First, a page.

Clusterware and listener management gotcha in 11.2

I have come across an interesting situation recently and thought it was worth blogging about. My friend Doug Burns might like it, it has to do with consolidation.


I have seen quite a few sites in my career where the separation (of duties/listeners/disk space/log destinations) was paramount-and for good reason! In fact Oracle propagate it as well as a quick search with your favourite search engine will show. In my example I came across a system that used different listeners per database, which is very common and prevents users from “accidentally” connecting to the wrong system. If you are using such a setup please read on. If you are not using Oracle Restart/Clusterware/RAC then this is not immediately relevant to your Oracle estate.

The case is easy to reproduce. All you need is a Grid Infrastructure setup and a database. In my case it’s Oracle Restart plus a single instance database. I would classify this behaviour you are going to see here as a bug but it probably will return from development as “not a bug”. It is actually fixed in 12.1 which a quick test revealed.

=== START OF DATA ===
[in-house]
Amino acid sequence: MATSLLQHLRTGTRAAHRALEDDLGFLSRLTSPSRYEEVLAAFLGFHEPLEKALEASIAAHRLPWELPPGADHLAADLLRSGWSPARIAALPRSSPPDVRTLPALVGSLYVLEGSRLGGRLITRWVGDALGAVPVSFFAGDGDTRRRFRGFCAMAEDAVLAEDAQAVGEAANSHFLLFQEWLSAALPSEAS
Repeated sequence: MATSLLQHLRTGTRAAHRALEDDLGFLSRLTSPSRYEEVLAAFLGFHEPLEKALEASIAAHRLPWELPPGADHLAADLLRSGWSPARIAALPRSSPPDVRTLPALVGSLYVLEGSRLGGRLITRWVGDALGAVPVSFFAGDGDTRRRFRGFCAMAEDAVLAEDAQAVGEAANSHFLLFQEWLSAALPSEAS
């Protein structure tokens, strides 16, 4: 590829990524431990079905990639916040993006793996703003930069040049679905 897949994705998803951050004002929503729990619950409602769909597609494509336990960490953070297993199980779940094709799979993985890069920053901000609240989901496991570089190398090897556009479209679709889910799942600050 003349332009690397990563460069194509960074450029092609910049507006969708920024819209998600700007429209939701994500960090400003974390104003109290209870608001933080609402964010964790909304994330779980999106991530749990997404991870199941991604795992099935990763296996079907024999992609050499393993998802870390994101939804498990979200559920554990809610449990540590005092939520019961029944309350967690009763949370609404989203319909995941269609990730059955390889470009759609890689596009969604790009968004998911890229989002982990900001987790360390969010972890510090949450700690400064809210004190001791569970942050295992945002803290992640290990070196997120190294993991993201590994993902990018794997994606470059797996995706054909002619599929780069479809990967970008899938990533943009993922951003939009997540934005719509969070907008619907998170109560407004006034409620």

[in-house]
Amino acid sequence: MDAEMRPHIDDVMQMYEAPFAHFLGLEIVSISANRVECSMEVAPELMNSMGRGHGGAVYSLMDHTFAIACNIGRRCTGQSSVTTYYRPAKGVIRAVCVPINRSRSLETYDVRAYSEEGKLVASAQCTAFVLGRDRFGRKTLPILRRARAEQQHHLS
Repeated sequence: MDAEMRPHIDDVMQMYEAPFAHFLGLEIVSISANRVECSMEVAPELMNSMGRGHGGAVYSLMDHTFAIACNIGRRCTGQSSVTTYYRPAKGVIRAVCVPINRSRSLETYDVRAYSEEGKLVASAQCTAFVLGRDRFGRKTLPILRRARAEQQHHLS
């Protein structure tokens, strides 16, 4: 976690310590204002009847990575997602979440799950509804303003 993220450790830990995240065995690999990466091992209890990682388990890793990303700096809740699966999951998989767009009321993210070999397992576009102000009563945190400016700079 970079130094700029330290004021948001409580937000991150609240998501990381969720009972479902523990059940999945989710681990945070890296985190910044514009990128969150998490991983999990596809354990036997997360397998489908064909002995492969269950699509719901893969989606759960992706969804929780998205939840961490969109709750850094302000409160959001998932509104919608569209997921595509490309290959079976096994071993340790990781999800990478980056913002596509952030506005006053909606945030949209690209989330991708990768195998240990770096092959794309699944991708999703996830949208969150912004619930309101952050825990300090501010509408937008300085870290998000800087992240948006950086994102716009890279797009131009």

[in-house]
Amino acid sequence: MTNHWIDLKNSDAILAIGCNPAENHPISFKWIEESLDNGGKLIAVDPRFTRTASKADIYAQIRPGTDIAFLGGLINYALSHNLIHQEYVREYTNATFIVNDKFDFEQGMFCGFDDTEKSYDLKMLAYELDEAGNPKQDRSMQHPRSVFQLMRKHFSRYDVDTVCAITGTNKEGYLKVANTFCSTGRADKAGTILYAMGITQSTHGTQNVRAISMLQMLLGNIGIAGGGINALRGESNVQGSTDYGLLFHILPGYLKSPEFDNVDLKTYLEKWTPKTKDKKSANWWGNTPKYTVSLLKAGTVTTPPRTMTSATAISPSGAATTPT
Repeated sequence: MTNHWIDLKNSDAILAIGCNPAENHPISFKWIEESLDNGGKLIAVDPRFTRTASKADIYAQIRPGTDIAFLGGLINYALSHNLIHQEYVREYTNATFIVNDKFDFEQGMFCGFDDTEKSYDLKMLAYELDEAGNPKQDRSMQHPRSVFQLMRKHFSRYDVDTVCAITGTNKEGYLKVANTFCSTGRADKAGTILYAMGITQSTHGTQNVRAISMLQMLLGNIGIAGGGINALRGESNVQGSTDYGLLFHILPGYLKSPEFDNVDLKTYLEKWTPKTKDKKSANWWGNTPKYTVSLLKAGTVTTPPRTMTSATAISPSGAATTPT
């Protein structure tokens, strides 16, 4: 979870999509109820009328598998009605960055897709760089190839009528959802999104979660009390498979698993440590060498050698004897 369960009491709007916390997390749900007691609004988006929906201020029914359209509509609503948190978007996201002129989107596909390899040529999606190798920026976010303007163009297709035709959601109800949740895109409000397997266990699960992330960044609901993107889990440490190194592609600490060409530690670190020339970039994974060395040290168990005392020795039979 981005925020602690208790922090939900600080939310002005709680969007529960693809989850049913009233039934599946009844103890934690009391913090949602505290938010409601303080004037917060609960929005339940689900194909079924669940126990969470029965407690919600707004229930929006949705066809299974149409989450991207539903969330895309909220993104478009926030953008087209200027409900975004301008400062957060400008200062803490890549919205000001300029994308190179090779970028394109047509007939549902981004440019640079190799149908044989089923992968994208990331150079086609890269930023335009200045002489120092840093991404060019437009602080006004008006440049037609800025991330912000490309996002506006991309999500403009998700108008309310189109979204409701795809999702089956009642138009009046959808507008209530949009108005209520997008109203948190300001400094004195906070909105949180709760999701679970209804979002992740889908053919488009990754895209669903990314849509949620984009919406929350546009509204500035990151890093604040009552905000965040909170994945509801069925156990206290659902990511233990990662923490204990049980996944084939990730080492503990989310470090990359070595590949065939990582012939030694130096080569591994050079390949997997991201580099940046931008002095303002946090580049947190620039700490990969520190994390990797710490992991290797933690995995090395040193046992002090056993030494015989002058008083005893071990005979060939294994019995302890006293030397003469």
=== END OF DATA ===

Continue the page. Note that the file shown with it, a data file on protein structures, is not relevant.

Test Case

My test case requires quite a few listeners. Oracle Restart comes with the default LISTENER on port 1521 without you having to do anything. My setup uses the same OS account for the Oracle Restart and RDBMS home. If you use the grid user for Oracle Restart the logfile to tail will be different but not the problem.

Back to the test case-which is not recommended to reproduce outside your lab VM!

Begin by creating a few more listeners, maybe like this:

[oracle@asmtest ~]$ for i in $(seq 2 9); do srvctl add listener -l lsnr$i -p "tcp:152$i"; done

In a different (screen?) session navigate to the oraagent log file. In a Grid Infrastructure environment the listener(s) and many others are so-called Resources. Each resource has a profile which tells Clusterware what to do with it. If you have never seen one, here is the resource for the ninth listener just created: